14, 14A AND 16, ST JAMES' STREET

Overview

Heritage Category:
Listed Building
Grade:
II
List Entry Number:
1270498
Date first listed:
01-Jun-1995
Statutory Address:
14, 14A AND 16, ST JAMES' STREET

Map

Ordnance survey map of 14, 14A AND 16, ST JAMES' STREET
© Crown Copyright and database right 2019. All rights reserved. Ordnance Survey Licence number 100024900.
© British Crown and SeaZone Solutions Limited 2019. All rights reserved. Licence number 102006.006.
Use of this data is subject to Terms and Conditions.

The above map is for quick reference purposes only and may not be to scale. For a copy of the full scale map, please see the attached PDF - 1270498 .pdf

The PDF will be generated from our live systems and may take a few minutes to download depending on how busy our servers are. We apologise for this delay.

This copy shows the entry on 16-Sep-2019 at 11:36:24.

Location

Statutory Address:
14, 14A AND 16, ST JAMES' STREET

The building or site itself may lie within the boundary of more than one authority.

District:
City of Nottingham (Unitary Authority)
National Grid Reference:
SK 57036 39857

Details

NOTTINGHAM

SK5739NW ST JAMES' STREET 646-1/20/574 (North West side) 01/06/95 Nos.14, 14A AND 16

GV II

Formerly known as: Old Malt Cross Music Hall ST JAMES' STREET. Music hall, now cafe, and adjoining shops. Dated 1877. By Edwin Hill of Nottingham for Charles Weldon. Restored 1982-84, and converted to cafe 1987. Brick, roughcast, with stucco dressings. Glazed barrel vault to the music hall, slate roofs to the remainder. EXTERIOR: moulded string course and eaves. 2 storeys plus attics, with galleried basement and rock-cut cellar. The shops face the street, with the music hall entrance to the left, and the music hall itself at right angles. Front range, 2 storeys plus attics; 4 window range of square wooden oriels, with tripartite sashes and cornices. Above them, 4 round-arched through-eaves dormers with finials and plain sashes. Wooden shopfront, full width, with moulded cornice and cast-iron columns with foliage capitals. Ground floor has wooden shopfronts with central double door and round-arched windows, 2 and 3 lights, with wooden mullions and transoms. To left, a wide opening containing a bow fronted doorcase c1935 with crest. INTERIOR: music hall retains major original features. Laminated wood barrel vault, glazed, with tie rods and plaster centre panels. Central light well through all floors, now boarded over at ground floor level. Gallery on 3 sides with cast-iron balustrade, on cast-iron columns with elaborate foliage capitals. Cantilever dogleg stair with cast-iron balustrade. Replica panelling, bar, stage, canopy and rostrum. This building is a largely intact example of a galleried music hall, and has an early example of a laminated timber roof. The first is thought to have been at King's Cross Station, 1851-52, by Lewis Cubitt. St Matthias' Church, Nottingham (qv) 1868, by TC Hine, also has one. (Transactions of the Thoroton Society of Nottinghamshire: Featherstone HL: Nottingham: 1962-: 96-106; Curl JS: Victorian Architecture: 1990-: 210).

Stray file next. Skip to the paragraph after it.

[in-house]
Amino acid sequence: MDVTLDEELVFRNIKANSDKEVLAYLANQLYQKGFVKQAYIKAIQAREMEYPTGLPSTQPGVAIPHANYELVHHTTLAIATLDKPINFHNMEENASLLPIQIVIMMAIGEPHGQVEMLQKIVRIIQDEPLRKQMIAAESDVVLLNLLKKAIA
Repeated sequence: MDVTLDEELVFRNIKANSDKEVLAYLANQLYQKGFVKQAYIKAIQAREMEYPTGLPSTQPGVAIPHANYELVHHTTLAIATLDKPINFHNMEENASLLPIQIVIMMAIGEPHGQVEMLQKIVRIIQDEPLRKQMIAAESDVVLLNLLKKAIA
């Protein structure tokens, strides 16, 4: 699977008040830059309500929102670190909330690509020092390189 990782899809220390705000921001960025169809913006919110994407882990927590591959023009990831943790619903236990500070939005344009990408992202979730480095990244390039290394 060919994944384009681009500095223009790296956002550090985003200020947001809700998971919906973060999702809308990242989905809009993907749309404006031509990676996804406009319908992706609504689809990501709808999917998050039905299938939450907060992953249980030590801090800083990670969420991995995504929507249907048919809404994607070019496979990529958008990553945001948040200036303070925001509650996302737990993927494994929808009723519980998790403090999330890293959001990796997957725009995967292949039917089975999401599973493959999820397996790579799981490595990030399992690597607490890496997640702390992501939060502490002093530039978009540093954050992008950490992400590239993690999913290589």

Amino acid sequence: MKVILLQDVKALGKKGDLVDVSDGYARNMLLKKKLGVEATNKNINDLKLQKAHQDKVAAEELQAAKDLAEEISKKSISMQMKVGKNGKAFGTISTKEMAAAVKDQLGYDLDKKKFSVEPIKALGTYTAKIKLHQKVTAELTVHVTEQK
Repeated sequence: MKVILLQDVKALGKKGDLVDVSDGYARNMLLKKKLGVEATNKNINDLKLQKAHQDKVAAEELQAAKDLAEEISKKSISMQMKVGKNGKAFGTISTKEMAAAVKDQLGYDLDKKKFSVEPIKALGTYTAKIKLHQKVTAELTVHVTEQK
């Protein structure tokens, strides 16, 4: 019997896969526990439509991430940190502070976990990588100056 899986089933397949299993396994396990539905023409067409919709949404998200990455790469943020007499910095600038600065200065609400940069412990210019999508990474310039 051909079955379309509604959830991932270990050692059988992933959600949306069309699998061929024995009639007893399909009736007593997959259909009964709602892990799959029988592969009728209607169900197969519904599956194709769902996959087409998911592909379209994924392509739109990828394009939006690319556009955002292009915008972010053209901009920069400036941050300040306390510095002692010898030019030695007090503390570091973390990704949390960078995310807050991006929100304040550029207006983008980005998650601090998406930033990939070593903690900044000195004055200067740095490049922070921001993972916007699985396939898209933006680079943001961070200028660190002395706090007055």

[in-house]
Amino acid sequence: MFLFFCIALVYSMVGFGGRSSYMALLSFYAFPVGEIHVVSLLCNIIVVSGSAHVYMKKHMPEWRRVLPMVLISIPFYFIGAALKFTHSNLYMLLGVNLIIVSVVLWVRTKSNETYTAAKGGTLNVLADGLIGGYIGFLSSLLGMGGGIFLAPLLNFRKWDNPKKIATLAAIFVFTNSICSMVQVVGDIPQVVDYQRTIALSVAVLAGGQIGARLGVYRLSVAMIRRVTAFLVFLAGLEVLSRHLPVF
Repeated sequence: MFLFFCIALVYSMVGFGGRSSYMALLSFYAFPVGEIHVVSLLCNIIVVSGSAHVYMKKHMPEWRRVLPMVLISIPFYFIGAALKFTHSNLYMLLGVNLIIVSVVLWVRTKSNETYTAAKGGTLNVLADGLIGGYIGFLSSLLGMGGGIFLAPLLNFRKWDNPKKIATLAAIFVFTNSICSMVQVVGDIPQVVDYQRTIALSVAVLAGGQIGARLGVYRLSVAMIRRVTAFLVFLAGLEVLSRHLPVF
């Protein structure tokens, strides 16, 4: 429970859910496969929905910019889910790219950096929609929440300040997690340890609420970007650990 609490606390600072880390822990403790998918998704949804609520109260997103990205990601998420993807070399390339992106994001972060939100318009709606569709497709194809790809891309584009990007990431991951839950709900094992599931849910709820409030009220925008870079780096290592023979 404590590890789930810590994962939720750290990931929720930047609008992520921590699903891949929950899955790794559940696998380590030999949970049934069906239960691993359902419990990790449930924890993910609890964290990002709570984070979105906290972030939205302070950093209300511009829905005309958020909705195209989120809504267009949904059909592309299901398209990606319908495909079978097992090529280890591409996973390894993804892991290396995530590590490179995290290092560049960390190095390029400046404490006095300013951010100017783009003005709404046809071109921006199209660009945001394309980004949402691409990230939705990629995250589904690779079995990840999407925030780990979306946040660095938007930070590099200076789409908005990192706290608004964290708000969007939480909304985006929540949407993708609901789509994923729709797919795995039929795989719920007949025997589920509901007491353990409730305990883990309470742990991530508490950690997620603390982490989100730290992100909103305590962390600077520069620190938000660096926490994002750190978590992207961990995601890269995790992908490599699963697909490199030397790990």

Listing NGR: SK5703639857

Legacy

The contents of this record have been generated from a legacy data system.

Legacy System number:
458552
Legacy System:
LBS

Sources

Books and journals
Curl, JS , Victorian Architecture, (1990), 210
'Transactions of the Thoroton Society of Nottinghamshire' in Transactions of the Thoroton Society of Nottinghamshire, (1962), 96-106

Legal

This building is listed under the Planning (Listed Buildings and Conservation Areas) Act 1990 as amended for its special architectural or historic interest.

End of official listing

Images of England

Images of England was a photographic record of every listed building in England, created as a snap shot of listed buildings at the turn of the millennium. These photographs of the exterior of listed buildings were taken by volunteers between 1999 and 2008. The project was supported by the Heritage Lottery Fund.

Date: 30 Jun 2001
Reference: IOE01/07873/06
Rights: Copyright IoE Mr Alan Greaves. Source Historic England Archive
Archive image, may not represent current condition of site.
To view this image please use Firefox, Chrome, Safari, or Edge.

Your Contributions

Do you know more about this entry?

The following information has been contributed by users volunteering for our Enriching The List project. For small corrections to the List Entry please see our Minor Amendments procedure.

The information and images below are the opinion of the contributor, are not part of the official entry and do not represent the official position of Historic England. We have not checked that the contributions below are factually accurate. Please see our terms and conditions. If you wish to report an issue with a contribution or have a question please email [email protected].